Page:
The Cost of No DentistryBarotz Dental | June 27, 2013
A small excerpt from Dr. Barotz’s new upcoming book, The Power of a Beautiful Smile
Though costs are not at the absolute top of reasons that patients avoid seeing their dentist (fear tops that list), it is a concern as dentistry is costly.
But not doing dentistry is even more costly. Problems with teeth do not go away by themselves. While the general advice is always to see a doctor for any medical problem, there are some conditions and even minor injuries that the body can sustain and correct by itself. That is not the case in the mouth. A cavity, tooth abscess, or severe gum problems will not heal themselves. You cannot ignore a problem and expect it to disappear on its own. On the other hand, there’s an old saying, “Ignore your teeth and they’re going to go away.”
I had a mentor who told me that people should not look for bargains in parachutes, life preservers or dentistry. I’ve also had a patient recently tell me, “The stingy man always pays twice.” Getting a procedure done well may cost more on the front end, but getting it done cheaply will cost more in the long run – in having to pay to redo it and in physical costs as you may lose teeth as a result.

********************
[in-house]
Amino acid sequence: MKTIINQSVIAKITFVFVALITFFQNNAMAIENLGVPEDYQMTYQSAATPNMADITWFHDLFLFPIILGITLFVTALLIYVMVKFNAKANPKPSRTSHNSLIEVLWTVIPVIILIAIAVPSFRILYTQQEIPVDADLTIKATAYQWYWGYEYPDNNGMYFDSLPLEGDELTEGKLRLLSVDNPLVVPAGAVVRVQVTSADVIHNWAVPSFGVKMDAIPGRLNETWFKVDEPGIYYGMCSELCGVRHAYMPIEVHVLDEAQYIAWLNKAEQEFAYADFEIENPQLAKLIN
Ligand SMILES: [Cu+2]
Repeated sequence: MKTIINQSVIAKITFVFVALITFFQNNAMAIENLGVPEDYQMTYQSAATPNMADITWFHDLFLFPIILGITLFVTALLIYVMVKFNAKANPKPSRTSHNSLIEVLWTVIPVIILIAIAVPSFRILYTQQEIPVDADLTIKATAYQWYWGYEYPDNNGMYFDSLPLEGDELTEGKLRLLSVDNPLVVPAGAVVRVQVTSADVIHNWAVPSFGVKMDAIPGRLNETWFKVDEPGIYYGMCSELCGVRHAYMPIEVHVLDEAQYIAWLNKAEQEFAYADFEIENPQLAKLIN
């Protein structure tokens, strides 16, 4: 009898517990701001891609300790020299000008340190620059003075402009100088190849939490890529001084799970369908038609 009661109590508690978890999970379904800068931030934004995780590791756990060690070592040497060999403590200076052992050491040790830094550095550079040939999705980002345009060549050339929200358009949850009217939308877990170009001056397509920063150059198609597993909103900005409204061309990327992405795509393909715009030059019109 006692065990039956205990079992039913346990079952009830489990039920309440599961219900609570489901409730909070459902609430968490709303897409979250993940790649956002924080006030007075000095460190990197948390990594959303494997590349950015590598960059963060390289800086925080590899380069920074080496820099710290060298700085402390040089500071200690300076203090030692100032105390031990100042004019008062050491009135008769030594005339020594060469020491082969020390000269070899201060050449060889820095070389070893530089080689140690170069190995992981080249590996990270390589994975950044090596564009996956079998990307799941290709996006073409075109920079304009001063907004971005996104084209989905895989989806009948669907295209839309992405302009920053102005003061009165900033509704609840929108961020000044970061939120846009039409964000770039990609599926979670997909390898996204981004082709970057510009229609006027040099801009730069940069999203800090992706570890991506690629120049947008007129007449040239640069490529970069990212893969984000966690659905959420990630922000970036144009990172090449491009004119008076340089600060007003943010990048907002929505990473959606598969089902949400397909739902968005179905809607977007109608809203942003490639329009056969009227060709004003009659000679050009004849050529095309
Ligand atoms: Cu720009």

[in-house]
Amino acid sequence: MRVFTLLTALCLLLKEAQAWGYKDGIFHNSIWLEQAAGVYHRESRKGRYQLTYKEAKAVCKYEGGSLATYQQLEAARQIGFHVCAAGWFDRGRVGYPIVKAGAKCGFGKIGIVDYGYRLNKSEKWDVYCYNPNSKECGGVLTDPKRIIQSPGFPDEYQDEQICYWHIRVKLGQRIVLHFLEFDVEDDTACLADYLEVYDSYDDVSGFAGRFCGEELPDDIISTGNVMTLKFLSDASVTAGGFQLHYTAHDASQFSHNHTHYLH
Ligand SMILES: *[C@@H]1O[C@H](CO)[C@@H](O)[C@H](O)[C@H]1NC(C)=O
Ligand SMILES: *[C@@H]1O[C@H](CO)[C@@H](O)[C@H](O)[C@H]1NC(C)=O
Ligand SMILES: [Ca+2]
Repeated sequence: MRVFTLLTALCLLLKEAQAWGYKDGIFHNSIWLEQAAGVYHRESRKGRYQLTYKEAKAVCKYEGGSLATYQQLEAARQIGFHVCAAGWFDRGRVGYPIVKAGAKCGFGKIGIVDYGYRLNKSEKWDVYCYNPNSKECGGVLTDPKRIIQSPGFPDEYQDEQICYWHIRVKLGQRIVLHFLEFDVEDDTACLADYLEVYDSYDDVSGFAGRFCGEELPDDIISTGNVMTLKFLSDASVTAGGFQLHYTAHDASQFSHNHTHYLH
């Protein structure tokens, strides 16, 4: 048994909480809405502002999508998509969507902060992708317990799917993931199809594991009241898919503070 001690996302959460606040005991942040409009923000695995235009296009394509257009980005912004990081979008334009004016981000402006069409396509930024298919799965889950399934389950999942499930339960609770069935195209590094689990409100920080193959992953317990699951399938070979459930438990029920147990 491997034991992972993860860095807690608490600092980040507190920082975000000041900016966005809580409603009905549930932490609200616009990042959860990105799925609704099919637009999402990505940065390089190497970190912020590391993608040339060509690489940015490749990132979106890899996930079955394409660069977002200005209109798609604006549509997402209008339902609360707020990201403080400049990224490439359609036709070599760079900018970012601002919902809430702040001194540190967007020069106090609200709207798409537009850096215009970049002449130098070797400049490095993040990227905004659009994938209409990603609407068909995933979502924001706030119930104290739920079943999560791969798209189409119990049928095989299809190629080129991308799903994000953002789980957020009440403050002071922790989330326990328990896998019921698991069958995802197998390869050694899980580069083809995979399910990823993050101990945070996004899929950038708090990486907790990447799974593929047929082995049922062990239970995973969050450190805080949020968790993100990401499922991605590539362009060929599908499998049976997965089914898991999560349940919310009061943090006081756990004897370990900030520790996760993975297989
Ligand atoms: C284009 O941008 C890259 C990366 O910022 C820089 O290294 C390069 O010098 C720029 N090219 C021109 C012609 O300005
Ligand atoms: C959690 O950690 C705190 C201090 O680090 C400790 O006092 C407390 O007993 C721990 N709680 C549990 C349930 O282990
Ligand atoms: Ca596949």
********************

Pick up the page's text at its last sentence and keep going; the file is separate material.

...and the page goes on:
Another important aspect to recognize is something already mentioned: our life spans are getting longer. We’re not just living until 60 or 70 anymore. We’re living into our 80s and 90s. Teeth need to last a whole lot longer than ever before.
Attitudes toward keeping teeth are changing too. Hard to believe, but back in 1970, research revealed that the average number of original teeth remaining in a sixty-year-old was six. Six! It wasn’t so obvious because many people had dentures. Later around 1990, it had improved to between sixteen and twenty retained teeth for most people that age. Still not a great percentage, since we start with 28 teeth, excluding the wisdom teeth. It does, however, show a trend toward people keeping their teeth longer. That would be due to better preventive care and even some treatment.
So yes, while crowning (putting a cap on) a tooth may be costly, not crowning it could cost you the tooth – and everything that results from that.